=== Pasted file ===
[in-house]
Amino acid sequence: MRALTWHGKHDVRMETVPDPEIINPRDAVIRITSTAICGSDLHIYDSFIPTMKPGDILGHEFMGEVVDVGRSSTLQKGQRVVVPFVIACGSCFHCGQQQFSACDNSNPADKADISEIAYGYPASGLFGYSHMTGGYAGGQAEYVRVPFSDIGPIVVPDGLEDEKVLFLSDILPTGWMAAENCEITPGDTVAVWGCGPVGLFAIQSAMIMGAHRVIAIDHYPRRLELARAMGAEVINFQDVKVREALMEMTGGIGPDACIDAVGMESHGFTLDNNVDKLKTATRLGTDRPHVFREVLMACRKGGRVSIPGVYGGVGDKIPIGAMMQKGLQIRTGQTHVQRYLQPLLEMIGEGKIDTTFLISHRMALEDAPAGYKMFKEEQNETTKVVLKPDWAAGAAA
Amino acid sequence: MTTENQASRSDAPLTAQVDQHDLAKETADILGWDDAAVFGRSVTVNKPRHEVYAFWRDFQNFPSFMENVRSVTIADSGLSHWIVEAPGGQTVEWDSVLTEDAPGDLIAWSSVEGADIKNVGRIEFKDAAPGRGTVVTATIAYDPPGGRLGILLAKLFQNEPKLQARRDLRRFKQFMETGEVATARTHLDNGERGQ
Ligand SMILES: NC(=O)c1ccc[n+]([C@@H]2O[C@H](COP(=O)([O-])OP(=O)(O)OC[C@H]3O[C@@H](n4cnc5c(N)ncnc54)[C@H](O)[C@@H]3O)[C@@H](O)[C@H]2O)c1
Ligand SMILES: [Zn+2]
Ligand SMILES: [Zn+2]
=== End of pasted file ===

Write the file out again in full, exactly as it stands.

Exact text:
[in-house]
Amino acid sequence: MRALTWHGKHDVRMETVPDPEIINPRDAVIRITSTAICGSDLHIYDSFIPTMKPGDILGHEFMGEVVDVGRSSTLQKGQRVVVPFVIACGSCFHCGQQQFSACDNSNPADKADISEIAYGYPASGLFGYSHMTGGYAGGQAEYVRVPFSDIGPIVVPDGLEDEKVLFLSDILPTGWMAAENCEITPGDTVAVWGCGPVGLFAIQSAMIMGAHRVIAIDHYPRRLELARAMGAEVINFQDVKVREALMEMTGGIGPDACIDAVGMESHGFTLDNNVDKLKTATRLGTDRPHVFREVLMACRKGGRVSIPGVYGGVGDKIPIGAMMQKGLQIRTGQTHVQRYLQPLLEMIGEGKIDTTFLISHRMALEDAPAGYKMFKEEQNETTKVVLKPDWAAGAAA
Amino acid sequence: MTTENQASRSDAPLTAQVDQHDLAKETADILGWDDAAVFGRSVTVNKPRHEVYAFWRDFQNFPSFMENVRSVTIADSGLSHWIVEAPGGQTVEWDSVLTEDAPGDLIAWSSVEGADIKNVGRIEFKDAAPGRGTVVTATIAYDPPGGRLGILLAKLFQNEPKLQARRDLRRFKQFMETGEVATARTHLDNGERGQ
Ligand SMILES: NC(=O)c1ccc[n+]([C@@H]2O[C@H](COP(=O)([O-])OP(=O)(O)OC[C@H]3O[C@@H](n4cnc5c(N)ncnc54)[C@H](O)[C@@H]3O)[C@@H](O)[C@H]2O)c1
Ligand SMILES: [Zn+2]
Ligand SMILES: [Zn+2]